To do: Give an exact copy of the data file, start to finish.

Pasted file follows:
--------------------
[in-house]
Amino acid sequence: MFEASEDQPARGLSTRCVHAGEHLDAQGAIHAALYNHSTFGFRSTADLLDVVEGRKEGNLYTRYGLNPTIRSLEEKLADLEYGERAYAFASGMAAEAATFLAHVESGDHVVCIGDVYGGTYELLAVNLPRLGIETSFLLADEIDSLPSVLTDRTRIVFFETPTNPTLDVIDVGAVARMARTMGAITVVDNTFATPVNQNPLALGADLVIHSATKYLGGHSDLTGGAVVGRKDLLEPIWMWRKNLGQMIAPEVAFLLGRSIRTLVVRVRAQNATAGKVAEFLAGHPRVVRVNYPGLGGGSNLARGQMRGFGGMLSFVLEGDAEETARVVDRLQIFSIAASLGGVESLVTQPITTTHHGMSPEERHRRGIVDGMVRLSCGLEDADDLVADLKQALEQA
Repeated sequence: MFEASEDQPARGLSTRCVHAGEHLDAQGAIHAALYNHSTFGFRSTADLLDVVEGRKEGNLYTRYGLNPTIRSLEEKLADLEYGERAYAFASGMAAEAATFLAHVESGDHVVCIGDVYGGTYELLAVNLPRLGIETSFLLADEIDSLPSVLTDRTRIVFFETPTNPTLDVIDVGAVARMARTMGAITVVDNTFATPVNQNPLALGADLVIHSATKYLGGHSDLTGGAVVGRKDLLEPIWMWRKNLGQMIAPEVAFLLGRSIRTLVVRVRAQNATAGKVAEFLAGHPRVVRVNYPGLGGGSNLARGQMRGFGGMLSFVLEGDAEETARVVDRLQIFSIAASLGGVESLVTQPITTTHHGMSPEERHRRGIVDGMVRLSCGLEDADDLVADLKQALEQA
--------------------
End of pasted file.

[in-house]
Amino acid sequence: MFEASEDQPARGLSTRCVHAGEHLDAQGAIHAALYNHSTFGFRSTADLLDVVEGRKEGNLYTRYGLNPTIRSLEEKLADLEYGERAYAFASGMAAEAATFLAHVESGDHVVCIGDVYGGTYELLAVNLPRLGIETSFLLADEIDSLPSVLTDRTRIVFFETPTNPTLDVIDVGAVARMARTMGAITVVDNTFATPVNQNPLALGADLVIHSATKYLGGHSDLTGGAVVGRKDLLEPIWMWRKNLGQMIAPEVAFLLGRSIRTLVVRVRAQNATAGKVAEFLAGHPRVVRVNYPGLGGGSNLARGQMRGFGGMLSFVLEGDAEETARVVDRLQIFSIAASLGGVESLVTQPITTTHHGMSPEERHRRGIVDGMVRLSCGLEDADDLVADLKQALEQA
Repeated sequence: MFEASEDQPARGLSTRCVHAGEHLDAQGAIHAALYNHSTFGFRSTADLLDVVEGRKEGNLYTRYGLNPTIRSLEEKLADLEYGERAYAFASGMAAEAATFLAHVESGDHVVCIGDVYGGTYELLAVNLPRLGIETSFLLADEIDSLPSVLTDRTRIVFFETPTNPTLDVIDVGAVARMARTMGAITVVDNTFATPVNQNPLALGADLVIHSATKYLGGHSDLTGGAVVGRKDLLEPIWMWRKNLGQMIAPEVAFLLGRSIRTLVVRVRAQNATAGKVAEFLAGHPRVVRVNYPGLGGGSNLARGQMRGFGGMLSFVLEGDAEETARVVDRLQIFSIAASLGGVESLVTQPITTTHHGMSPEERHRRGIVDGMVRLSCGLEDADDLVADLKQALEQA